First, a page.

Cover the dough with cling film and allow it to rest for about an hour.

Roll out the dough on a slightly floured (preferably wood) surface to about 5 mm (1/4 inch) thick. Slightly grease the surface of the dough, this will prevent the pici from drying during the noodle rolling process, or – worse – stick together into tangled clumps (which will remain raw at the core during cooking!). The action that follows gives pici its name: the verb appiciare, which is dialect for 'stringing into noodles.'

Cut the flattened dough into 5 mm wide strips with a sharp knife or a pizza wheel cutter. Hand-roll the strips into thick, spaghetti-like strands. These should be about 3 mm (1/8 inch) thick and as long as possible, usually pick are as long as 30 cm (12 inches).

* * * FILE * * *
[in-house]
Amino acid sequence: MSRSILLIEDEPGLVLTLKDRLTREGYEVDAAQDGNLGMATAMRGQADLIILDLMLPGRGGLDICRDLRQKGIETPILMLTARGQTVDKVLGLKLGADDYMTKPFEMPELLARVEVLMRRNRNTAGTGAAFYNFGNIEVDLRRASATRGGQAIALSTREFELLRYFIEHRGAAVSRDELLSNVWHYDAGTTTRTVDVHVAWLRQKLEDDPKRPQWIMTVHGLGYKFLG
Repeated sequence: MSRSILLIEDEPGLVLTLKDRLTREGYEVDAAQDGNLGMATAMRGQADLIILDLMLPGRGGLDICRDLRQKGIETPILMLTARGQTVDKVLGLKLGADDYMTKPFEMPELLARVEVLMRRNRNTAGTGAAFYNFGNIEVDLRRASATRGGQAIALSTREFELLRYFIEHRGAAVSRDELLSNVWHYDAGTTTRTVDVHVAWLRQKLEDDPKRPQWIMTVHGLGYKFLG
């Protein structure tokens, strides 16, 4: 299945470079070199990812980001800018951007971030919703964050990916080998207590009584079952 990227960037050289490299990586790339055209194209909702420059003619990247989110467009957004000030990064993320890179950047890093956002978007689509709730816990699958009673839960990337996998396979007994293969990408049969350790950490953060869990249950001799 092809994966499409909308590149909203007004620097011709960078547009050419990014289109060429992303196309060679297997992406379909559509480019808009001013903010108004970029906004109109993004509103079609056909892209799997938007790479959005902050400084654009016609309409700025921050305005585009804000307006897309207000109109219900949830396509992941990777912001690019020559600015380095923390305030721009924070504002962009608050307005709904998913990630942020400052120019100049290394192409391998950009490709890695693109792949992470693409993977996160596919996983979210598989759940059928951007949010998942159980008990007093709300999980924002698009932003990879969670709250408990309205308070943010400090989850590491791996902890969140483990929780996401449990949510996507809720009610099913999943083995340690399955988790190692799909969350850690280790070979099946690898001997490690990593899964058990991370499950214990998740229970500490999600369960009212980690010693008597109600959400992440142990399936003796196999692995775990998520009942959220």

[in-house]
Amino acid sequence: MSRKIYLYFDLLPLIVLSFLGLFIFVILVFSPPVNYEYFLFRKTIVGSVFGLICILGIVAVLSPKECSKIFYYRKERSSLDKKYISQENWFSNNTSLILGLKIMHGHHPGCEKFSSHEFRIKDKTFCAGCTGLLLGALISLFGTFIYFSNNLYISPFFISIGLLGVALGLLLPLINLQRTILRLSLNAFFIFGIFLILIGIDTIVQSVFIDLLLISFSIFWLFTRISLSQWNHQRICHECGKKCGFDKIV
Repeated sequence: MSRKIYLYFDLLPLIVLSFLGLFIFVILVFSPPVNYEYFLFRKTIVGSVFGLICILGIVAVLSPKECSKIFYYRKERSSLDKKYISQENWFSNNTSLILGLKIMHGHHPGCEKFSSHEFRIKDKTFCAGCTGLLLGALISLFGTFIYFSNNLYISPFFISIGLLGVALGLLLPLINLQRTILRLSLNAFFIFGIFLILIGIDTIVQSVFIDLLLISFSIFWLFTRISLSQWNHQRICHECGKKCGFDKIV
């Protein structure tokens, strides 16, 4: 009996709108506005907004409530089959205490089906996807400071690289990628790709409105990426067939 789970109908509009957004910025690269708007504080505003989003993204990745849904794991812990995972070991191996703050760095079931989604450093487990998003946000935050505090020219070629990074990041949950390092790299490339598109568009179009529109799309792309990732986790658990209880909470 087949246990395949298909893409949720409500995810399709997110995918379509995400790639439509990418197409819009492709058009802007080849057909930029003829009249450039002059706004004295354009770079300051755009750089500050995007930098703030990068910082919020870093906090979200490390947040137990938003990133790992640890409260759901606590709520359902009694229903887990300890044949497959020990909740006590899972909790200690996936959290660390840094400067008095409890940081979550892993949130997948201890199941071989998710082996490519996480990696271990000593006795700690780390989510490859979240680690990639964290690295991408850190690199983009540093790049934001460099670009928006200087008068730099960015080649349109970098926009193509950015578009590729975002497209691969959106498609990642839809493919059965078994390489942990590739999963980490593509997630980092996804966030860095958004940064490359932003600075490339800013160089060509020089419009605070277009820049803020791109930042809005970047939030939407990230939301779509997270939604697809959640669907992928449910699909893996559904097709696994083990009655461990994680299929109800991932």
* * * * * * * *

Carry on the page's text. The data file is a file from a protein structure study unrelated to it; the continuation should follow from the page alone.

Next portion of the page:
Gently smother the pici in a handful of cornflour (polenta) and string them on a tray lined with a kitchen towel.

Aglione (yields enough sauce for 400 g/14 oz of pasta, 4 servings)
8 garlic cloves (yes, you read correctly), peeled
4 Tbsp extra virgin olive oil
4 Tbsp dry, white wine
800 g (28 oz) crushed tomatoes
1/2 Tsp sugar
400 g (14 oz) fresh pici-type pasta (or the fattest packaged spaghetti you can find)

Halve the garlic cloves and discard the inner (often pale green) sprout, and mince finely.

Film a large pan with olive oil and gently sauté the garlic – careful, it mustn't burn.

Add the white wine and cook the minced garlic on gentle heat, using the tines of a fork to further reduce the garlic to a paste.

Mix in the tomatoes, a large pinch of salt and the sugar.

Simmer the sauce on low heat for 30 minutes, stirring occasionally with a wooden spoon.

Cook the pici in a large pot of lightly salted boiling water, for about 3-4 minutes. Shortly before being al dente (about 1 minute), save a teacup of pasta cooking water and crank up the heat under the pot with the aglione sauce.